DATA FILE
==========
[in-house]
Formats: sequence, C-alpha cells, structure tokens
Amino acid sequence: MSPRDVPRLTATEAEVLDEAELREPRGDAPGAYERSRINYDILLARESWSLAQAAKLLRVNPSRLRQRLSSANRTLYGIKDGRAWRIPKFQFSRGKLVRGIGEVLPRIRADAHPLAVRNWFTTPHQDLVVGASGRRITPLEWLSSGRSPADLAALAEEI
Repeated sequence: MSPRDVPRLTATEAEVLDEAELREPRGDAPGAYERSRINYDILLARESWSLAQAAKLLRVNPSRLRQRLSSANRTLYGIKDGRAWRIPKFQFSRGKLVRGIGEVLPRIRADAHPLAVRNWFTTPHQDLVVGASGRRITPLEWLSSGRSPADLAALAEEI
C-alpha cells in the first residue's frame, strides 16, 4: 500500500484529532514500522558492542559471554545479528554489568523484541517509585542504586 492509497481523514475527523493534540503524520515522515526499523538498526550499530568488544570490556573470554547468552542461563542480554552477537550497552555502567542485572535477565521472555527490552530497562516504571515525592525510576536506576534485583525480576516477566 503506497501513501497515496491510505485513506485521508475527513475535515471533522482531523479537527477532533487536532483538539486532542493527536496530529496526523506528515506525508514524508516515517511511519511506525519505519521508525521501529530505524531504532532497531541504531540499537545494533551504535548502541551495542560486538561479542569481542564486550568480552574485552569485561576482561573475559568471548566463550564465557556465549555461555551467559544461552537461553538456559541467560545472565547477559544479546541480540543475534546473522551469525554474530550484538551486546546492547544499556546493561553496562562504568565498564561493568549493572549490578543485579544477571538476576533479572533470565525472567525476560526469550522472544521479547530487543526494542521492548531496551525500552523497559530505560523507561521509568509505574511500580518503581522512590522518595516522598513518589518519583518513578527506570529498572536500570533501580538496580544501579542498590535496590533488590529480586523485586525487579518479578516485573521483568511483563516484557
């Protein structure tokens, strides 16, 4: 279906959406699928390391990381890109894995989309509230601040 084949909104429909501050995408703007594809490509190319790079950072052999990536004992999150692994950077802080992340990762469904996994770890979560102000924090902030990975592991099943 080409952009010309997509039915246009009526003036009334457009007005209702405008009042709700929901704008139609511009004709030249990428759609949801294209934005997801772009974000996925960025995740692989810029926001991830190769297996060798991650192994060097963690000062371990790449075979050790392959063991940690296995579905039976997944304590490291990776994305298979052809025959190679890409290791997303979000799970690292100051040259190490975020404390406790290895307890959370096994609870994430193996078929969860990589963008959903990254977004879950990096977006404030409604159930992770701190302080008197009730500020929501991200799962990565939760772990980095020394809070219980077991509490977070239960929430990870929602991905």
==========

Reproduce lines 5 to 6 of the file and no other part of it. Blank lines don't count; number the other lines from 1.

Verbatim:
C-alpha cells in the first residue's frame, strides 16, 4: 500500500484529532514500522558492542559471554545479528554489568523484541517509585542504586 492509497481523514475527523493534540503524520515522515526499523538498526550499530568488544570490556573470554547468552542461563542480554552477537550497552555502567542485572535477565521472555527490552530497562516504571515525592525510576536506576534485583525480576516477566 503506497501513501497515496491510505485513506485521508475527513475535515471533522482531523479537527477532533487536532483538539486532542493527536496530529496526523506528515506525508514524508516515517511511519511506525519505519521508525521501529530505524531504532532497531541504531540499537545494533551504535548502541551495542560486538561479542569481542564486550568480552574485552569485561576482561573475559568471548566463550564465557556465549555461555551467559544461552537461553538456559541467560545472565547477559544479546541480540543475534546473522551469525554474530550484538551486546546492547544499556546493561553496562562504568565498564561493568549493572549490578543485579544477571538476576533479572533470565525472567525476560526469550522472544521479547530487543526494542521492548531496551525500552523497559530505560523507561521509568509505574511500580518503581522512590522518595516522598513518589518519583518513578527506570529498572536500570533501580538496580544501579542498590535496590533488590529480586523485586525487579518479578516485573521483568511483563516484557
């Protein structure tokens, strides 16, 4: 279906959406699928390391990381890109894995989309509230601040 084949909104429909501050995408703007594809490509190319790079950072052999990536004992999150692994950077802080992340990762469904996994770890979560102000924090902030990975592991099943 080409952009010309997509039915246009009526003036009334457009007005209702405008009042709700929901704008139609511009004709030249990428759609949801294209934005997801772009974000996925960025995740692989810029926001991830190769297996060798991650192994060097963690000062371990790449075979050790392959063991940690296995579905039976997944304590490291990776994305298979052809025959190679890409290791997303979000799970690292100051040259190490975020404390406790290895307890959370096994609870994430193996078929969860990589963008959903990254977004879950990096977006404030409604159930992770701190302080008197009730500020929501991200799962990565939760772990980095020394809070219980077991509490977070239960929430990870929602991905």